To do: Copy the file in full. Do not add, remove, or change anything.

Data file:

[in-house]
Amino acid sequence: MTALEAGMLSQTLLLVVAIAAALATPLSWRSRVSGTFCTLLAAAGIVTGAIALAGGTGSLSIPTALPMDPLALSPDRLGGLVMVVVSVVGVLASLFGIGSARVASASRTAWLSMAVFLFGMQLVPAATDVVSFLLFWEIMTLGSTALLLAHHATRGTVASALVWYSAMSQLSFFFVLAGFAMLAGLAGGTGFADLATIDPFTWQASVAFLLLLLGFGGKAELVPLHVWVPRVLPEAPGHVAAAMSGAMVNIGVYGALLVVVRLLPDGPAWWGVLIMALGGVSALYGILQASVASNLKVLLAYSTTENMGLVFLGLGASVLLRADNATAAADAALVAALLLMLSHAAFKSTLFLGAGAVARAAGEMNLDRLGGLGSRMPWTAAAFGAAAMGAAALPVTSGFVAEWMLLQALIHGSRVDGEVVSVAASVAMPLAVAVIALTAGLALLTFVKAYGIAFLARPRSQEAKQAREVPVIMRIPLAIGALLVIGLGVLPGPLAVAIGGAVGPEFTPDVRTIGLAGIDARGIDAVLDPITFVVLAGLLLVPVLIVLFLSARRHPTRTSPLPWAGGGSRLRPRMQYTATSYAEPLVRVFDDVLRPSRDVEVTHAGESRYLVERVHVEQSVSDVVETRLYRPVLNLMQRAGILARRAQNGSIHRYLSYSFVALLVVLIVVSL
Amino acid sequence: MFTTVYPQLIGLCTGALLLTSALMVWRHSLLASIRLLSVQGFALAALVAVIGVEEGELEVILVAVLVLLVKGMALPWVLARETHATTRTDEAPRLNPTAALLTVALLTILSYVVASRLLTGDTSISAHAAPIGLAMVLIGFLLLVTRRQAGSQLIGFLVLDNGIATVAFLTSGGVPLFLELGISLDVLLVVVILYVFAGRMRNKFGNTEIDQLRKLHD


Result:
[in-house]
Amino acid sequence: MTALEAGMLSQTLLLVVAIAAALATPLSWRSRVSGTFCTLLAAAGIVTGAIALAGGTGSLSIPTALPMDPLALSPDRLGGLVMVVVSVVGVLASLFGIGSARVASASRTAWLSMAVFLFGMQLVPAATDVVSFLLFWEIMTLGSTALLLAHHATRGTVASALVWYSAMSQLSFFFVLAGFAMLAGLAGGTGFADLATIDPFTWQASVAFLLLLLGFGGKAELVPLHVWVPRVLPEAPGHVAAAMSGAMVNIGVYGALLVVVRLLPDGPAWWGVLIMALGGVSALYGILQASVASNLKVLLAYSTTENMGLVFLGLGASVLLRADNATAAADAALVAALLLMLSHAAFKSTLFLGAGAVARAAGEMNLDRLGGLGSRMPWTAAAFGAAAMGAAALPVTSGFVAEWMLLQALIHGSRVDGEVVSVAASVAMPLAVAVIALTAGLALLTFVKAYGIAFLARPRSQEAKQAREVPVIMRIPLAIGALLVIGLGVLPGPLAVAIGGAVGPEFTPDVRTIGLAGIDARGIDAVLDPITFVVLAGLLLVPVLIVLFLSARRHPTRTSPLPWAGGGSRLRPRMQYTATSYAEPLVRVFDDVLRPSRDVEVTHAGESRYLVERVHVEQSVSDVVETRLYRPVLNLMQRAGILARRAQNGSIHRYLSYSFVALLVVLIVVSL
Amino acid sequence: MFTTVYPQLIGLCTGALLLTSALMVWRHSLLASIRLLSVQGFALAALVAVIGVEEGELEVILVAVLVLLVKGMALPWVLARETHATTRTDEAPRLNPTAALLTVALLTILSYVVASRLLTGDTSISAHAAPIGLAMVLIGFLLLVTRRQAGSQLIGFLVLDNGIATVAFLTSGGVPLFLELGISLDVLLVVVILYVFAGRMRNKFGNTEIDQLRKLHD